The paper reviews many methods for recovering the underlying signal via state estimation. Moving window techniques start from a simple running median and go through successive iterations to improve the properties of the estimator. Each time, we can estimate the mean of the signal and the variance.

Going further, regression-based filtering provide an interesting approach to estimate locally the slope and the level of the time series. Of these, the repeated median (RM) regression offers a good compromise between robustness and efficiency against normal noise.

Without using moving windows, Kalman filters I already talked about Kalman filters when I briefly mentioned applications in my post on quaternions.

can also reconstruct the signal by including in their state a steady state, a level shift, slope change, and outliers. However, it is often difficult to specify the error structure.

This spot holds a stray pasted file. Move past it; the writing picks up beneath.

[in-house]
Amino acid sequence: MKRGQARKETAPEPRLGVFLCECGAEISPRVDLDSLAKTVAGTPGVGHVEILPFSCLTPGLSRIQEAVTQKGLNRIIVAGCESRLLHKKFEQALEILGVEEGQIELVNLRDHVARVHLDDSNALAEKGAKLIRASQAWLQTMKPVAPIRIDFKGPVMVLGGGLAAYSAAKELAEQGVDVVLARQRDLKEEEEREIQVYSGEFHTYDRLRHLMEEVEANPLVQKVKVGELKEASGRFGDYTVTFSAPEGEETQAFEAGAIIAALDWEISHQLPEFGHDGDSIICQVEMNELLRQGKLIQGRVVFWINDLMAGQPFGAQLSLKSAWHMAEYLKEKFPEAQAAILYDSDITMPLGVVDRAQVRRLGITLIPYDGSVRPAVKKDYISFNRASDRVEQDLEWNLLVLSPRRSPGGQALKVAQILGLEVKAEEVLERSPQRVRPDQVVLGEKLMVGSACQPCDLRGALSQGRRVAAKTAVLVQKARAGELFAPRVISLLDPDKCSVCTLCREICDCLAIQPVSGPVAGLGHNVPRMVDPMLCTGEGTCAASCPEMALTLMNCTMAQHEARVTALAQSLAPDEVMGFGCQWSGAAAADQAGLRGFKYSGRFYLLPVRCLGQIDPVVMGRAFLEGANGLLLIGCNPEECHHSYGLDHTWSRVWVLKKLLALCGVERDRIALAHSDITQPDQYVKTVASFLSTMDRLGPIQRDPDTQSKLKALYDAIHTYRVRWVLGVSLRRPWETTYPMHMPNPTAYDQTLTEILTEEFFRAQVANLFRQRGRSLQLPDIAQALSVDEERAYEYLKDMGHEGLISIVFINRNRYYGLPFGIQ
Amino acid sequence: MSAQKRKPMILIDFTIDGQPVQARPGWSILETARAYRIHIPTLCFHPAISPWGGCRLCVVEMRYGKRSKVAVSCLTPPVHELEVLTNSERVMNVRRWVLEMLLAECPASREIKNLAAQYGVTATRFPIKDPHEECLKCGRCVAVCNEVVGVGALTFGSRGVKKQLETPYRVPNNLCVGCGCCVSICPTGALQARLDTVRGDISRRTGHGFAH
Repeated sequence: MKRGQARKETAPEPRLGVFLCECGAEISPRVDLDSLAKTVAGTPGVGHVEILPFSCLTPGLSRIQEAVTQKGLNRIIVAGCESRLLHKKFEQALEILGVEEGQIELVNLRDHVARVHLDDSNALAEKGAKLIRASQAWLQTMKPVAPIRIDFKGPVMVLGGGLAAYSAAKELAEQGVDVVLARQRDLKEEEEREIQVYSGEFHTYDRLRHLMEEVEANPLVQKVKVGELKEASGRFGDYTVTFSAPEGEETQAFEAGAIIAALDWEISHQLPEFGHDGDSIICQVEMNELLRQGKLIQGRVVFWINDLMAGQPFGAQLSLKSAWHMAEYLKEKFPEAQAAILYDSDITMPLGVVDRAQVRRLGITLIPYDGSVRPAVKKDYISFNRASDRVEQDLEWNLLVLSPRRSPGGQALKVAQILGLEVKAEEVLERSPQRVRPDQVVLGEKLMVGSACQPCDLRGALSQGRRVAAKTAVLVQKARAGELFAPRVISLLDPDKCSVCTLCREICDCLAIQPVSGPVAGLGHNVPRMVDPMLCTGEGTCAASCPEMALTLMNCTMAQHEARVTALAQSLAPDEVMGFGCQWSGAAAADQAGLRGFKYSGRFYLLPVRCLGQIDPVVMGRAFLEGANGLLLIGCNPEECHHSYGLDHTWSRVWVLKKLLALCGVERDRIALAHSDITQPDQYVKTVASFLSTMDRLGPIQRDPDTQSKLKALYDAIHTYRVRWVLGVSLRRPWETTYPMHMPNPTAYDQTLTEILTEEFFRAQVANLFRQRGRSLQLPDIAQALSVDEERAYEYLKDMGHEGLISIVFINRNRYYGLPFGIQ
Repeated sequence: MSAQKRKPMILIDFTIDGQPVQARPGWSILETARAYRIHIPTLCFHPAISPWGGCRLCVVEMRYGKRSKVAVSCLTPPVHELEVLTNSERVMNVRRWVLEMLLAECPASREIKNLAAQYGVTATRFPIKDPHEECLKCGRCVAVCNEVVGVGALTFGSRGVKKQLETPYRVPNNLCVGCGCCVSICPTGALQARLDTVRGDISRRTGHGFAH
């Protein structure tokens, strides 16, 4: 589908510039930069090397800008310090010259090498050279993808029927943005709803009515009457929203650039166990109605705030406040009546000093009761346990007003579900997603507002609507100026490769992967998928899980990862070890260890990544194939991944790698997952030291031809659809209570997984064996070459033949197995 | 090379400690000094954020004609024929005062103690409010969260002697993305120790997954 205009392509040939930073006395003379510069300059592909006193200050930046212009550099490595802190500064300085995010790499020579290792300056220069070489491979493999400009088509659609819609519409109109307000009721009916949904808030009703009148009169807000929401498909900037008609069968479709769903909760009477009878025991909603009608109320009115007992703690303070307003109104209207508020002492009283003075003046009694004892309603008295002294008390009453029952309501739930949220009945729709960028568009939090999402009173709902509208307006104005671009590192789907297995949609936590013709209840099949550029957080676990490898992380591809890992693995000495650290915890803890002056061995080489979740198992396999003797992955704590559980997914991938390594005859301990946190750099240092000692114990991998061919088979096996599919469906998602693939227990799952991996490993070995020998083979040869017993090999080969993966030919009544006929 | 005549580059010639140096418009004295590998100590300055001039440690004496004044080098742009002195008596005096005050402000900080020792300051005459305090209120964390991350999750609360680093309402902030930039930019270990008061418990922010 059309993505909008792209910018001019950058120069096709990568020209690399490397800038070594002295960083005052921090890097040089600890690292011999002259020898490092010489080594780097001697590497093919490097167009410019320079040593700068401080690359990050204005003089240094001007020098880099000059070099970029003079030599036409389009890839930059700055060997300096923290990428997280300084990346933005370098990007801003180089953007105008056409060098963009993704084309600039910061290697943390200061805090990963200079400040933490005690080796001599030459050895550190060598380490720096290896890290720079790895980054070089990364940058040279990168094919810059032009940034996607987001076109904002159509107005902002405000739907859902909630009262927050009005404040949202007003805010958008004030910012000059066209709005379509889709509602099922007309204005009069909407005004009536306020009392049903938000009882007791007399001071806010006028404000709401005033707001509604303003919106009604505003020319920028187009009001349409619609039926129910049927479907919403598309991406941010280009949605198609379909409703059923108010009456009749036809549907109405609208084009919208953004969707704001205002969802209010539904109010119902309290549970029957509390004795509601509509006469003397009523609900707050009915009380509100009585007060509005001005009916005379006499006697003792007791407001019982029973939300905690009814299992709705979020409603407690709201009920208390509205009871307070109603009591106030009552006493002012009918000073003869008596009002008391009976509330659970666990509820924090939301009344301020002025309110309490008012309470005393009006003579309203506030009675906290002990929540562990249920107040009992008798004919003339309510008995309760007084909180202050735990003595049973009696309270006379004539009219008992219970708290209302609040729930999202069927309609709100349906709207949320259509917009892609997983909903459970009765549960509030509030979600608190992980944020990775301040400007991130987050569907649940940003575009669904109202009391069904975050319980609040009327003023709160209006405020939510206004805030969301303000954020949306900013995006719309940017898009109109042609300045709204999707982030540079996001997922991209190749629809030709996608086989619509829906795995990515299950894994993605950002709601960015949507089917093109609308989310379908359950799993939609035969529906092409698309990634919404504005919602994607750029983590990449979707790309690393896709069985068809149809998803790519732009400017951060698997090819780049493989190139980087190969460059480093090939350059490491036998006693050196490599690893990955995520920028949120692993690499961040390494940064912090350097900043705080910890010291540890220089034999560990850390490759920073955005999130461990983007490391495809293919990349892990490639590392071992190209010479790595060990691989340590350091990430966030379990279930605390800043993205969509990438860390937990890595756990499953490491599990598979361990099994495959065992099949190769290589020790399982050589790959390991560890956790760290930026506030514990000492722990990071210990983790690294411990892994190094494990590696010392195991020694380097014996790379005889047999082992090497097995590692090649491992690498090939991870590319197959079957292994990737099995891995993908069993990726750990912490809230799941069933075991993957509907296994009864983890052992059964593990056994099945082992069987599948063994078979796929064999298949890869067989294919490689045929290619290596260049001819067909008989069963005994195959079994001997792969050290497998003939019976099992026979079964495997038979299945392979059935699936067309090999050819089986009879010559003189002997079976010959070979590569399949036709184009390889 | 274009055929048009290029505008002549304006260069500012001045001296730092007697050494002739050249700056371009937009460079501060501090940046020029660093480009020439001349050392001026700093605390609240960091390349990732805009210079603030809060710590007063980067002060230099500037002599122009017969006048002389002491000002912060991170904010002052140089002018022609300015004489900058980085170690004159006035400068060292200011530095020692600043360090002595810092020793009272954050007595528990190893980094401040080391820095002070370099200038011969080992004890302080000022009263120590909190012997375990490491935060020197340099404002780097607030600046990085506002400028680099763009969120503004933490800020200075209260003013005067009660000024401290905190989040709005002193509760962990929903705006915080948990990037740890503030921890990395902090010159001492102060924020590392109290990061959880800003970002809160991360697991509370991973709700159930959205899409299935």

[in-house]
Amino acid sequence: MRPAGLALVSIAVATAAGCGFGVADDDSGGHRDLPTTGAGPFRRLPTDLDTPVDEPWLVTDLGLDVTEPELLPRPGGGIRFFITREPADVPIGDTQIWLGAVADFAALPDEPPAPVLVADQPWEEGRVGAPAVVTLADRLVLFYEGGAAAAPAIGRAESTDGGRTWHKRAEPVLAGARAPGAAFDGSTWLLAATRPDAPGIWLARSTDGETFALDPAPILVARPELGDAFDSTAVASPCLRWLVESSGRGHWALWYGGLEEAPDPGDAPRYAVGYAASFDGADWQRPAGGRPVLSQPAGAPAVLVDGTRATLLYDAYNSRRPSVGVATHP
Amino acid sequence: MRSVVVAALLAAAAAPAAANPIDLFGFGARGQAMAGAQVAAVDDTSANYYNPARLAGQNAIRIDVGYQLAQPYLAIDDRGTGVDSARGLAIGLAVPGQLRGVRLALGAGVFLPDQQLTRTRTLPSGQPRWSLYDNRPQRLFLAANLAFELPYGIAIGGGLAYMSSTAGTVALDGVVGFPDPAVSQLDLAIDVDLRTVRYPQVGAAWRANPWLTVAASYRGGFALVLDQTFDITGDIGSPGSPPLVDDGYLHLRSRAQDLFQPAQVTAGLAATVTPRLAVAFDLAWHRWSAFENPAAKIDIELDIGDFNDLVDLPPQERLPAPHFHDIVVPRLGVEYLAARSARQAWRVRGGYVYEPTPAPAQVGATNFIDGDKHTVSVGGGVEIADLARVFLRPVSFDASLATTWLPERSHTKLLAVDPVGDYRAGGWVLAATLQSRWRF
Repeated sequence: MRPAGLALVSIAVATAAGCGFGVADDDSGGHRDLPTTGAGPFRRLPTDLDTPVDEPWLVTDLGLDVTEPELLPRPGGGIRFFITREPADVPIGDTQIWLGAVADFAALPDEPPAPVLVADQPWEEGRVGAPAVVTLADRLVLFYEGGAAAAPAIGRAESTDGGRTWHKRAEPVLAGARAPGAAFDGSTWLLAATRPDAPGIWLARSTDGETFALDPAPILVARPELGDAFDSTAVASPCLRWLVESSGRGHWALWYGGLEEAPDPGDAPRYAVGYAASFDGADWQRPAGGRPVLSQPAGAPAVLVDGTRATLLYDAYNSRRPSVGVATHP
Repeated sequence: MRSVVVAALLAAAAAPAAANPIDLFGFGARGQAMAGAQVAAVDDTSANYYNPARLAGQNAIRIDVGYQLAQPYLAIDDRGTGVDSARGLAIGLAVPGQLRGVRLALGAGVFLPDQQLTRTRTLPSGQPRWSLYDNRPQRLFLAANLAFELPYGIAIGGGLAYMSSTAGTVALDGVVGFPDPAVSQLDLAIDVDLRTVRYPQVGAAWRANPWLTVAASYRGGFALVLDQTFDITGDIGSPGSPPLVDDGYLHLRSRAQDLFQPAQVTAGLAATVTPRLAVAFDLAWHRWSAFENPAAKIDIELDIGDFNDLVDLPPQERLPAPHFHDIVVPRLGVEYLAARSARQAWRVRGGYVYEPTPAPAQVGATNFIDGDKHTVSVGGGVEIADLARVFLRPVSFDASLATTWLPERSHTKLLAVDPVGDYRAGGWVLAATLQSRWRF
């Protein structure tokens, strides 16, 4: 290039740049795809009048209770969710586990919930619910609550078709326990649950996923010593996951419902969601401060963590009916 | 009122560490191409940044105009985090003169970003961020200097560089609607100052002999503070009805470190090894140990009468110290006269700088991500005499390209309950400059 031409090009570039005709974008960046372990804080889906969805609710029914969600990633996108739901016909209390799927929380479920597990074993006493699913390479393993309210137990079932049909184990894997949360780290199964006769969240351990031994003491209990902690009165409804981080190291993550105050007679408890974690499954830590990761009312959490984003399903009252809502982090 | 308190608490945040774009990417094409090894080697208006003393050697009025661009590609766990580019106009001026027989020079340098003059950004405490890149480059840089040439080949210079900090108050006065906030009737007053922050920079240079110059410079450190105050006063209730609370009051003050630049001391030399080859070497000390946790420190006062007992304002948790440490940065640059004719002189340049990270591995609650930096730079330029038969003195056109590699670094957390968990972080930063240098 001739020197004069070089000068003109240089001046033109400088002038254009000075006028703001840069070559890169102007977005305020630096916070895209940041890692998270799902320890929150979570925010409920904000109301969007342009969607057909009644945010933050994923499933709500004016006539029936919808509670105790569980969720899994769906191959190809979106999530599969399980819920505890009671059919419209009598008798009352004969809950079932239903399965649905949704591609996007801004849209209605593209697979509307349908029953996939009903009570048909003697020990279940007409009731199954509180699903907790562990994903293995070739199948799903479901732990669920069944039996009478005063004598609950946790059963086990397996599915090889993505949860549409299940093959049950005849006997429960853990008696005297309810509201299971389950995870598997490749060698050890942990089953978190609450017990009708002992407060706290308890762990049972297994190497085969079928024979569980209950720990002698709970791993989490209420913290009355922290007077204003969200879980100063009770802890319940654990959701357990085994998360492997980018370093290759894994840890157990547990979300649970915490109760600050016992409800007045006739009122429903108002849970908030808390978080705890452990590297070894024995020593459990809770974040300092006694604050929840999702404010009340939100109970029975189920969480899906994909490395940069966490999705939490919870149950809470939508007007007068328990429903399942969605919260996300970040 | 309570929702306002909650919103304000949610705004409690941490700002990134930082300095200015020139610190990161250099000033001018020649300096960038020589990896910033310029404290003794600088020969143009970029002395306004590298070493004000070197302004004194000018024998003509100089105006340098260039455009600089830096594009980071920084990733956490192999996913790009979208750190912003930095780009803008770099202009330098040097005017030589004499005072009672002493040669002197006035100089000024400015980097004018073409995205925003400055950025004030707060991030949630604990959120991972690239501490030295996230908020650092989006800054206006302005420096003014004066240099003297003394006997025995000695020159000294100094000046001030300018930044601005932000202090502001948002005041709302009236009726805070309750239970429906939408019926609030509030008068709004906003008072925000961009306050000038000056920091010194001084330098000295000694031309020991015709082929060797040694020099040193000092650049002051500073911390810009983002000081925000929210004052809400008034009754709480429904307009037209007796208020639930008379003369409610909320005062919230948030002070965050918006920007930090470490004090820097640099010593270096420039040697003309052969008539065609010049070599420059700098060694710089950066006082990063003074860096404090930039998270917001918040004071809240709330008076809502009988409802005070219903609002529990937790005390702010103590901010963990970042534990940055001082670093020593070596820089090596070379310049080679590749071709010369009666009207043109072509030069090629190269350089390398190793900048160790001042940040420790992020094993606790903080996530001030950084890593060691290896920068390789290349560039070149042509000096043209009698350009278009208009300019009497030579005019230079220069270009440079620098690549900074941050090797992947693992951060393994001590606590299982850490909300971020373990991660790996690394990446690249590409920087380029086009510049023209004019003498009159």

Online pattern detection

Instead of trying to recover the underlying signal, we can try to detect directly some events: level shifts, trend changes, volatility changes.

This is generally based on autoregressive modelling, which work better if we can use a small time delay for the detection.

Multivariate techniques

All the techniques discussed above were designed with a single time series in mind. However, in most real-world applications, you measure several variables simultaneously. Applying the same analyses on multivariate time series can be challenging. Moreover, if the dimension is high enough, it becomes too difficult for a physician to understand it and make decisions. It is therefore very important to have methods to extract the most pertinent and important information from the time series.